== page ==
Programming Is Hard, Let's Go Shopping!

A few months ago, Dare Obasanjo noticed a brief exchange my friend Jon Galloway and I had on Twitter. Unfortunately, Twitter makes it unusually difficult to follow conversations, but Dare outlines the gist of it in Developers, Using Libraries is not a Sign of Weakness:

This is a companion discussion topic for the original blog entry at:

The easy solution is to allow only well formed image tags, and zap everything else, no?

I don’t see a license attached to your sanitizer. Doesn’t that make it unusable for anyone else?

(Also, does C# have first-class functions, or is that just for clarity? If so - neat!)

I’m a fan of reuse, but, seriously, give it a rest people. You act like all of the open source code out there is of equal quality and documented. It isn’t. Forgive me I’m hesitant to put NightOwl201978’s homegrown HTML sanitizer in there that he’s used on his blog, which receives 3 visitors a day.

I see this as a problem with the open source community. You go to write an application, and 99% of the time, people say, oh, don’t write that from scratch! Go work on decidedly-mediocre-project-that-prompted-you-to-develop-this-in-the-first-place instead! Oftentimes these projects have SEVERE issues (symptoms like memory leaks or unmanageable complexity) that are NOT simple fixes to make, they’re often architectural, or, worse, cultural. (Such as inappropriate use of low level languages, failure to abstract properly, etc.) The very thing that project needs the most is someone to come along and outdo it, who isn’t afraid to say that the code quality is unacceptable.

Perhaps that is the overall problem with open source: when all code is free, we wrongly assume it is good code.

Jeff still hasn’t provided a convincing case as to why he needs to allow HTML at all. He more or less admits that this isn’t necessary when discussing BBCode. Can he even show us a question/answer where user-entered HTML was necessary/desirable?

Aaron, the big difference there is that the only thing user-generated in that entire list is…

Bingo, the HTML.

Stack Overflow has a targeted audience of programmers. This isn’t some random forum on the internet about knitting, its a group of professionals, a percentage of which probably have the ability to break something one has written.

How many HTML sanitizers are written with this kind of audience in mind?

Thats not a rhetorical question, I’d sincerely like to know.

Bottom line is, its one of the most important features of Stack Overflow and requires a lot of attention to detail.

@Absconditus - Now, I’d agree with that :stuck_out_tongue:


I can see your more general point about re-use. Having written my own HTML sanitizer, I can understand why you wouldn’t want to use some code that you really don’t understand very well in a core function of your product.

Also, for what it’s worth, I love stack overflow’s input idiom. It combines the ease and familiarity of entering plain text with the immediate feedback of a GUI editor.

But you really ought to understand how difficult the problem domain is, and have humility about your solution. You have to assume your code will be wrong. Concentrate on making sure that, when it fails, it fails well.

Your use of a whitelist rather than a blacklist is a step forward, but the use of regular expressions is two steps back. You can’t parse HTML with regular expressions. There are a few thousand screeds on this topic, but here’s a good one:

What you need to do to sanitize HTML - or, for that matter, any untrusted network input, is:

  1. Parse it: load it into a data structure. An actual structure, with actual rules. During this process, your parser may fail. That’s great. Give up. If you see input you can’t handle, assume it’s an attack. On a site like StackOverflow, where users get real-time feedback, this doesn’t even create a usability problem! You immediately say I’m sorry, I couldn’t understand that.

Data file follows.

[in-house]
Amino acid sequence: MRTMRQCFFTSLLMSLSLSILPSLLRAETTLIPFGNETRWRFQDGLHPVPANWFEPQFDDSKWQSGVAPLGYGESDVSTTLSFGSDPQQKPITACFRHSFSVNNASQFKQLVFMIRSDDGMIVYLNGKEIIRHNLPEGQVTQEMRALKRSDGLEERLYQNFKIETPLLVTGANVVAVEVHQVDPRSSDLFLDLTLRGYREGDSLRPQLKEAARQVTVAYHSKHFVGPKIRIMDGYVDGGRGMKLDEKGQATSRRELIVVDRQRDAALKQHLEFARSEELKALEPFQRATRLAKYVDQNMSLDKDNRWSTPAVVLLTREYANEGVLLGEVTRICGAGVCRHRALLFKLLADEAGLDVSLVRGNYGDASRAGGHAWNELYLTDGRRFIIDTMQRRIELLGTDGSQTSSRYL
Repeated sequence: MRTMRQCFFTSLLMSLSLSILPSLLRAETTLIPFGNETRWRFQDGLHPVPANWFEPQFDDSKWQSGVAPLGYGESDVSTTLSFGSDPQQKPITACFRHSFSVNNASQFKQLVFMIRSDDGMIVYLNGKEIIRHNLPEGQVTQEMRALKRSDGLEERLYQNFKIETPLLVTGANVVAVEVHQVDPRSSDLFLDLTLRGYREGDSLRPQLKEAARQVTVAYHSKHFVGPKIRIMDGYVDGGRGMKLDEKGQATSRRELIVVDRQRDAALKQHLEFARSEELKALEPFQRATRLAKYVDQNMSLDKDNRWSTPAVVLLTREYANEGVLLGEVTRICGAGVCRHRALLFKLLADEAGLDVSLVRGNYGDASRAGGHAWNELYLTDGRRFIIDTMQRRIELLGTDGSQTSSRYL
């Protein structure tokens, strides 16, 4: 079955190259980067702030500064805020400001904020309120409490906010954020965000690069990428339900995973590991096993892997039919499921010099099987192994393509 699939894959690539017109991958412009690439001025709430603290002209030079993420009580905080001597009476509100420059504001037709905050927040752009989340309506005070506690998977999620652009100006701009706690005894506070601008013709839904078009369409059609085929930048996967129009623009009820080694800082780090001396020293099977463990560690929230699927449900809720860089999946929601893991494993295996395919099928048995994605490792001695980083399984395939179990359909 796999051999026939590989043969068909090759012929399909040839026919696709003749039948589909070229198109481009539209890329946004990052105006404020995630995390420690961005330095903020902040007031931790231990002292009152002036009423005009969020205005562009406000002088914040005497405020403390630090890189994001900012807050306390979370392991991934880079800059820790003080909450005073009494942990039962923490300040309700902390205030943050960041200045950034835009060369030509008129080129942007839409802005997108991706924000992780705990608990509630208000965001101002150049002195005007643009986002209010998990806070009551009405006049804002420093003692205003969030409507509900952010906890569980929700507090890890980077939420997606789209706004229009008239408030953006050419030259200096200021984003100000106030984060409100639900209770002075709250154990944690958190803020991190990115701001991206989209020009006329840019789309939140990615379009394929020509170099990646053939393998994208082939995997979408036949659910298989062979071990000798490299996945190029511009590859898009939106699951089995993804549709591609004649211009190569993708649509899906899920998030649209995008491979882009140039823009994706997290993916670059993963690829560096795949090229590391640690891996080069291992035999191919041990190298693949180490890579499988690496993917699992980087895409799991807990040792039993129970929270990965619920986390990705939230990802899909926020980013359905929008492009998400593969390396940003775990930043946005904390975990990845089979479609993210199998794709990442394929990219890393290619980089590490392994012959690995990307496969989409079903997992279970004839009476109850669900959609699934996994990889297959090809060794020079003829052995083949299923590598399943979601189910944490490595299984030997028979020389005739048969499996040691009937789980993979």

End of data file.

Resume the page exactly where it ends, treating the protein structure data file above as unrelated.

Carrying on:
2. Emit it. During this phase, if somebody tricked your parser, it shouldn’t matter: your emitter should be smart. Let’s say your parser has a bug where it mistakenly thinks the bar in foo bar baz=‘boz’ is actually the start of text. If someone tries to attack that, your emitter can neuter the errant by quoting it as foobar baz='boz’gt;/foo. It will look ugly, but it will fail in a way which is at least safe. Importantly, the emitter should be as distant and disconnected from the parser as possible, so that they do not share bugs.

If you are concerned about memory overhead (but you shouldn’t be, because you’ve loaded the whole thing as a string anyway) you can always use an event-driven parser/emitter pair (think SAX) rather than loading everything into a single structure first.

If you follow this structure, you can still even use regexps for the parsing phase, because your parser can screw up horribly and your emitter will still produce valid, if unpleasant, output.


Even though SO is awesome, I’m glad to see you’re again writing more regularly.

I don’t know if input sanitation is core to StackOverflow. It seems to me the SO experience could still be great even if you hadn’t written some sanitation code.

Having said that, I’m glad you did - just 3 weeks ago we used some of the code you posted on

Keep up the good work! And thanks for contributing to the .NET community.


Hey Jeff, interesting article you have there. I spent a great deal of time writing an open source project where I developed things that I knew already existed. It took me 1 1/2 years of spare time to write it and still not done.

I refactored it continuously to use a number of 3rd party components that were really better than mine, but that did not stop me from learning, which is why I did it in the first place - to learn. Now though my learning’s, I was able to pick and choose the components that more closely matched my requirements and less likely to give me grief in the future.

Now if I spent the time writing those components to match the functionality of what my app now has, well it would have taken me 5 years instead of 1 1/2.

Perspective is one thing, but programming is damn hard :-)!

Good read! I also liked the article about how I can be loud too

Yes, it’s very hard to detect evil from good, but I don’t blame you for writing an html sanitizer yourself. I’m definitely an idealist who dreams of taking third party libraries and designing/putting the pieces together and (effortlessly) building an app. And I try to do that as much as I can. But there are some things that you just have to do yourself (yes… like If it’s a core business function, write that code yourself is a reasonable standard)…